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A Historic Synagogue Welcomes the Future at National Pride Shabbat

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A Historic Synagogue Welcomes the Future at National Pride Shabbat

June 14, 2017 in Arts & Culture, Jewish World, Latest
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A red-haired young man approaches Rabbi Shira Stutman of Sixth & I Historic Synagogue to ask for directions to the nearest restroom.  

“Straight down the hall are all-gendered,” she says. “If you want individual, you have to go upstairs!”  

It’s standing room only for National Pride Young Professionals Shabbat Dinner, located in the non-denominational, non-traditional congregation’s social hall. Queen Esther, a drag queen dressed in a strapless gown, weaves through rainbow-decorated tables while hosting a round of LGBTQ-themed trivia. The first category? Gay television.

Friday’s National Pride Shabbat, which preceded DC’s Capital Pride Parade, was the fifth annual collaboration between Sixth & I, Bet Mishpachah — a congregation for gay, lesbian, bisexual and transgender Jews — and the Kurlander Program for GLBTQ Outreach & Engagement (GLOE) of the Edlavitch DCJCC. More than 350 LGBTQ members and allies attended.

For Rabbi Stutman, a graduate of the Reconstructionist Rabbinical College, Jewish tradition represents a platform for new ideas and understandings of gender, science and sexuality — not a barrier. Stutman says Pride Shabbat is a calendar highlight for her — a special time for her congregation to celebrate the many identities of its membership.  

“When I was growing up, if you said to me ‘well what are you?’ I would say, ‘I’m a Jew, and second maybe I’m a woman, third maybe I’m an American,’ Stutman says. “But for at least a lot of the people we work with at Sixth & I, they would be like ‘do you have five minutes?’”

“But that doesn’t mean there aren’t still some struggles,” she adds. One of her recent challenges involved finding a witness to the mikvah ritual of a congregant undergoing the process of converting to Judaism. The challenge: the congregant identifies as agender, which is used to describe a person who does not identify as either male or female. Traditionally, a woman’s mikvah ceremony must be witnessed by a woman, and a man’s must be witnessed by a man.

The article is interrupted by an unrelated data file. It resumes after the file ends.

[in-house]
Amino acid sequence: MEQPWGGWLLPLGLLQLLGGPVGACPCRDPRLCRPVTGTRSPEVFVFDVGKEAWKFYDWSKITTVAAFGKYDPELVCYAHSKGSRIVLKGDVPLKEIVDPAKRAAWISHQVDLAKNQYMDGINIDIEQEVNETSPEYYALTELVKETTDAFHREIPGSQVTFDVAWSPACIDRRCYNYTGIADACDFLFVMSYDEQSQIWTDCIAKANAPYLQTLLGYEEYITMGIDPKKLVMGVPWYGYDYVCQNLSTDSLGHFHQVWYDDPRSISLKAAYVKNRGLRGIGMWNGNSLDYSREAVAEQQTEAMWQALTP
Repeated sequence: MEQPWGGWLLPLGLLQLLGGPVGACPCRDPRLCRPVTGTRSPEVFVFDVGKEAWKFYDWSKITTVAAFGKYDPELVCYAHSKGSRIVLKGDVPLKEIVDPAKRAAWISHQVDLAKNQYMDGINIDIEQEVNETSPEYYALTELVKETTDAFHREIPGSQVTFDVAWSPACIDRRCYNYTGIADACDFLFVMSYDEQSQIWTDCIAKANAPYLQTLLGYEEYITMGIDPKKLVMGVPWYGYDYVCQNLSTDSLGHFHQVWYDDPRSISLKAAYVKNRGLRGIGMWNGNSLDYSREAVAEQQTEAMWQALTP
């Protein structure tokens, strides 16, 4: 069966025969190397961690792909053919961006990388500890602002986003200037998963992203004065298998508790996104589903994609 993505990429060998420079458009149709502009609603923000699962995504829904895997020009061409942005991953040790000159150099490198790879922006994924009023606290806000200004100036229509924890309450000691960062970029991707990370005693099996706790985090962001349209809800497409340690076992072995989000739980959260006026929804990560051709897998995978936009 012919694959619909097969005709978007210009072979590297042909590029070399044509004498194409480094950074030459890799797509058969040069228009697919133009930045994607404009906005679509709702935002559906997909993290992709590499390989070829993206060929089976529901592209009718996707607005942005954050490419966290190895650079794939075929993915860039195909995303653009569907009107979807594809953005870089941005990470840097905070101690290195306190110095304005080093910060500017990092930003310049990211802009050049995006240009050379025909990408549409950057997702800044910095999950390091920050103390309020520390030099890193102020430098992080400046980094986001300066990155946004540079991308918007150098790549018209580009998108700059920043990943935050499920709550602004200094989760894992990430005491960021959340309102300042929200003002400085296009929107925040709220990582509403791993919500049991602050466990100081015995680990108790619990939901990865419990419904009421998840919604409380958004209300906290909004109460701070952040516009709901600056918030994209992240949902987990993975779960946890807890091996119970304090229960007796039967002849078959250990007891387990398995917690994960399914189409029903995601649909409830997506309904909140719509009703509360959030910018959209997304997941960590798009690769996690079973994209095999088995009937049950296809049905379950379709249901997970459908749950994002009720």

“We had to find the type of mikvah attendant that was right for them,” Stutman says. But she emphasizes that it wasn’t much of a conflict at all: “It took us an extra three emails.”

Josef Palermo, director of GLOE, says he spends a lot of time working on ways to open the Jewish community’s eyes to injustices within. “I think the biggest challenge that we face is just trying to remind people that there is a reason why we still have a long ways to go as a community for inclusion on so many levels,” Palermo says. For instance, Palermo would like GLOE to help rewrite bathroom and locker room policies at the DCJCC to promote inclusion of trans and gender non-conforming members.

But the evening wasn’t centered solely around the American Jewish LGBTQ community; Shabbat services featured a sermon from a representative of the Russian LGBT Network, who remains anonymous due to safety concerns. The representative spoke of the severe oppression of the gay community in Chechnya — where government authorities are currently arresting, kidnapping and torturing gay men. More than 100 men have been kidnapped and at least 3 were murdered since the start of the campaign in May.

Palermo says he feels a particular calling as a queer Jew to raise awareness of the oppression of the LGBTQ community on a global level.

“As queer Jews in particular I think we have an exceptional moral imperative to really bear witness and speak out on those injustices, and those injustices are actually looking like pogroms and concentration camps all over again,” Palermo says. He is currently planning programs to educate community members on atrocities against the LGBTQ community in Uganda and the Islamic State, in addition to Chechnya.

But the mood on Friday evening was one of pride and celebration.

“I feel really connected, more so than I typically do because we’re really focusing on intersectional pride,” Peter Fox — a graduate student from New Jersey — says. “It’s not just about LGBT Pride, but it’s that sense of Jewish pride, and inherent in Judaism is the idea for social justice, so I feel like it really blends together perfectly.”

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